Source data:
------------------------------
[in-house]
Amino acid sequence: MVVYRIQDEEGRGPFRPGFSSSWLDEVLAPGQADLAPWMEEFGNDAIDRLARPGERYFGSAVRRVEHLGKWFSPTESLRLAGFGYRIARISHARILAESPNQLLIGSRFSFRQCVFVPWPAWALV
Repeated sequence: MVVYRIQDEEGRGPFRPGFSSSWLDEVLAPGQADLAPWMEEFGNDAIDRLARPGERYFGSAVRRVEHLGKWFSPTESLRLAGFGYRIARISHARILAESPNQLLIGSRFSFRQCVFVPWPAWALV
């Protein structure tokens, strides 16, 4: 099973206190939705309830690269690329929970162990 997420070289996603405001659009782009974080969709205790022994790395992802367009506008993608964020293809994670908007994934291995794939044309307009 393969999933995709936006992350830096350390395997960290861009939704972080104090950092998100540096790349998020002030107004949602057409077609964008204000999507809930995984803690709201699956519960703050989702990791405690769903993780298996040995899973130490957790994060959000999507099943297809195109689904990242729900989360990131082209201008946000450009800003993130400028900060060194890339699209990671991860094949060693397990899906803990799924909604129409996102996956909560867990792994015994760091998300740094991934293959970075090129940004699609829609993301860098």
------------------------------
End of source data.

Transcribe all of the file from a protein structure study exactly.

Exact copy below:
[in-house]
Amino acid sequence: MVVYRIQDEEGRGPFRPGFSSSWLDEVLAPGQADLAPWMEEFGNDAIDRLARPGERYFGSAVRRVEHLGKWFSPTESLRLAGFGYRIARISHARILAESPNQLLIGSRFSFRQCVFVPWPAWALV
Repeated sequence: MVVYRIQDEEGRGPFRPGFSSSWLDEVLAPGQADLAPWMEEFGNDAIDRLARPGERYFGSAVRRVEHLGKWFSPTESLRLAGFGYRIARISHARILAESPNQLLIGSRFSFRQCVFVPWPAWALV
């Protein structure tokens, strides 16, 4: 099973206190939705309830690269690329929970162990 997420070289996603405001659009782009974080969709205790022994790395992802367009506008993608964020293809994670908007994934291995794939044309307009 393969999933995709936006992350830096350390395997960290861009939704972080104090950092998100540096790349998020002030107004949602057409077609964008204000999507809930995984803690709201699956519960703050989702990791405690769903993780298996040995899973130490957790994060959000999507099943297809195109689904990242729900989360990131082209201008946000450009800003993130400028900060060194890339699209990671991860094949060693397990899906803990799924909604129409996102996956909560867990792994015994760091998300740094991934293959970075090129940004699609829609993301860098």